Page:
James shows how data breaches take place through the eyes of the attacker and how businesses of all sizes and types can improve their protection.   Follow this link to view the video.  https://www.today.com/video/anatomy-of-a-hack-cybersecurity-expert-shows-how-it-s-done-1171553859582?elqTrackId=fde2096c82db43f0a60816931b2149d2&elq=7aea53f2a69942f4bf0dc0c5b3b384ab&elqaid=3579&elqat=1&elqCampaignId=27989

Remedium Systems endorses and employs the SOPHOS suite of security products.   Contact us for additional information and to setup a demonstration. 

New Home Protection Product from SOPHOS

In the next few days SOPHOS will officially announce the new Home Premium product.  This will allow home users to enjoy the same protection at home, with the same trusted Sophos security they receive at the office, with Sophos Home Premium. 

SOPHOS has offered a free version of their product line for home users for many years.  This Premium version will offer advanced capability, at an extremely low cost, for up to 10 users. 

Benefits will include:

  • Parental web filtering to protect children from unwanted content
  • Advanced real-time protection from the latest ransomware
  • Privacy protection to block access to webcams, mics, and keystrokes
  • Easy remote management for up to 10 devices: Mac and PC

Keep watching our site for updated information as this product becomes available.

Adobe Flash Player Zero-Day Exploit Spotted in the Wild

Another reason to uninstall Adobe Flash Player—a new zero-day Flash Player exploit has reportedly been spotted in the wild by North Korean hackers.

South Korea's Computer Emergency Response Team (KR-CERT) issued an alert Wednesday for a new Flash Player zero-day vulnerability that's being actively exploited in the wild by North Korean hackers to target Windows users in South Korea.
Simon Choi of South Korea-based cybersecurity firm Hauri first reported the campaign on Twitter, saying the North Korean hackers have been using the Flash zero-day against South Koreans since mid-November 2017.
Although Choi did not share any malware sample or details about the vulnerability, the researcher said the attacks using the new Flash zero-day is aimed at South Korean individuals who focus on researching North Korea.

Adobe also released an advisory on Wednesday, which said the zero-day is exploiting a critical 'use-after-free' vulnerability (CVE-2018-4878) in its Flash media software that leads to remote code execution.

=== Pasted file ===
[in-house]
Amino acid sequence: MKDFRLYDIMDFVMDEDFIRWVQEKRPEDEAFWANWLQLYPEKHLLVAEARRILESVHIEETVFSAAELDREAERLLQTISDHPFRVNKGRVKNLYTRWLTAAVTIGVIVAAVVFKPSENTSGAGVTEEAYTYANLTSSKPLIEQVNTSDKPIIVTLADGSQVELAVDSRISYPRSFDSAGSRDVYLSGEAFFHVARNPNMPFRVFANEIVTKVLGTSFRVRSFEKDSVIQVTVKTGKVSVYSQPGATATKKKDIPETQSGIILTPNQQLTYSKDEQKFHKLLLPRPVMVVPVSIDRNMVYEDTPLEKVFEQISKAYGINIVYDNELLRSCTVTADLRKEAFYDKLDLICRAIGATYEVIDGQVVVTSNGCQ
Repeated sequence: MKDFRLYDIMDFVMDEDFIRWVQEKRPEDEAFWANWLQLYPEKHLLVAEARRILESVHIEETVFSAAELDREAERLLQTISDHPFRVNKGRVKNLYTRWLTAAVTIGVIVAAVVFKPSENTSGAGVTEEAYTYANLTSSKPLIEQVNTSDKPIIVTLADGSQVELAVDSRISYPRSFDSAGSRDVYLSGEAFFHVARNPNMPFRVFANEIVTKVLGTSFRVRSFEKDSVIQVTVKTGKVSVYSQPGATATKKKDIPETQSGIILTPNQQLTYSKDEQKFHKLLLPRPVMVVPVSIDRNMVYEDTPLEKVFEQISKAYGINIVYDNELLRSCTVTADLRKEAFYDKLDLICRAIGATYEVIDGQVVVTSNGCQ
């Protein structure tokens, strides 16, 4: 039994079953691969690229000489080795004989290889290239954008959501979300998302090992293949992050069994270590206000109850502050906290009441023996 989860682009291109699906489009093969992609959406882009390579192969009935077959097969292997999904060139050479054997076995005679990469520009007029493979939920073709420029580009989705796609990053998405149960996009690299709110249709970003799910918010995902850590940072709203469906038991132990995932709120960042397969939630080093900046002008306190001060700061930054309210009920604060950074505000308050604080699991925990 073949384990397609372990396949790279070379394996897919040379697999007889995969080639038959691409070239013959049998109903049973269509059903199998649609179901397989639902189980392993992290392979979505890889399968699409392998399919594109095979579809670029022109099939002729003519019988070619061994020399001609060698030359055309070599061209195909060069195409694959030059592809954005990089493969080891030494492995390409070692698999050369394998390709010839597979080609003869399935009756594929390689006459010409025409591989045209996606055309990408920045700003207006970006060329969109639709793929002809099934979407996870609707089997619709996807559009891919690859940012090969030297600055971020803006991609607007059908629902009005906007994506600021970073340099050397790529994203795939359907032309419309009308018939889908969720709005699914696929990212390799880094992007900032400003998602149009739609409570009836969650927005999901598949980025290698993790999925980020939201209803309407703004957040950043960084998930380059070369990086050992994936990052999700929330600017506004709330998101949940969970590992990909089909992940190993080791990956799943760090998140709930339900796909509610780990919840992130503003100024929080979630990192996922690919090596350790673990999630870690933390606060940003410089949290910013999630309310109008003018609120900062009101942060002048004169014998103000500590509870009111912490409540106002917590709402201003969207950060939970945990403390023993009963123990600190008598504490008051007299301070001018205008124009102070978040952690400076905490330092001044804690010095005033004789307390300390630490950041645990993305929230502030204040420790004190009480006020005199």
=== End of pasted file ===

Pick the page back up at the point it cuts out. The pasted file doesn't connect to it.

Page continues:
The critical vulnerability affects Adobe Flash Player version and earlier versions for:

  • Desktop Runtime (Win/Mac/Linux)
  • Google Chrome (Win/Mac/Linux/Chrome OS)
  • Microsoft Edge and Internet Explorer 11 (Win 10 & 8.1)

Adobe said in its advisory that the company has planned to address this vulnerability in a "release planned for the week of February 5," though KR-CERT advises users to disable or completely remove the buggy software.

Source: The Hacker News

Firefox Browser - Critical Update To Fix Remote Exploit

January 31, 2018  Mozilla has released an important update for its Firefox web browser to patch a critical vulnerability that could allow remote attackers to execute malicious code on computers running an affected version of the browser.

The update comes just a week after the company rolled out its new Firefox Quantum browser, a.k.a Firefox 58, with some new features like improved graphics engine and performance optimizations and patches for more than 30 vulnerabilities.

This could allow an attacker to install programs, create new accounts with full user rights, and view, change or delete data.

However, if the application has been configured to have fewer user rights on the system, the exploitation of this vulnerability could have less impact on the user.

Affected web browser versions include Firefox 56 (.0, .0.1, .0.2), 57 (.0, .0.1, .0.2, .0.3, .0.4), and 58 (.0). The vulnerability has been addressed in Firefox 58.0.1, and you can download from the company's official website.

Cloud Based Password Manager Hacked

OneLogin, a cloud-based password manager, revealed it an unauthorized intrusion on June 1st. While there are constantly breaches, even at security companies, this one pushed me to consider outlining pitfalls of password managers.

Password managers have been around for years and are heavily utilized for their convenience.  It is important to remember how they work.  In short, they are a small groups of encrypted hashes either within a database or a set of registry keys that are only protected via a single password.

Some corporations have moved to syncing their active directory credentials with services such as OneLogin so that their users only have to change and remember one set of credentials throughout a varying ecosystem of cloud based applications. Convenience often comes at the price of security.

The most common password managers such as those built into Firefox and google chrome are convenient, but even they have pitfalls.  Browser password managers are synced across multiple devices and thus are only as secure as the weakest of those devices.  Furthermore, the hashes are stored in each company's cloud, making them susceptible to breach there as well.

While I don't expect everyone to quit using password managers, I encourage you to consider choosing one that mitigates some of these security flaws.  Most notably, the top feature to look for in a password manager: Two-factor authentication.  Whether it is a bio-metric scan or an integration with a mobile  security app, two-factor authentication makes it much more difficult for an intruder to harvest all your passwords via a single password.

A list of a few password managers to consider:

  • LastPass: Can implement two-factor authentication through usb devices, google authenticator and others. It makes you audit your passwords. You can chose to store your passwords online or locally only.  Supported on nearly every platform.
  • KeePass: Open source, integrates directly with many sites and services, pushes unique, strong passwords. Local, but can be exported; can protect the database through multiple password layers.
  • 1Password: Suggests strong passwords when creating and changing your password, can separate your passwords into different vaults. An easy piece of software to use.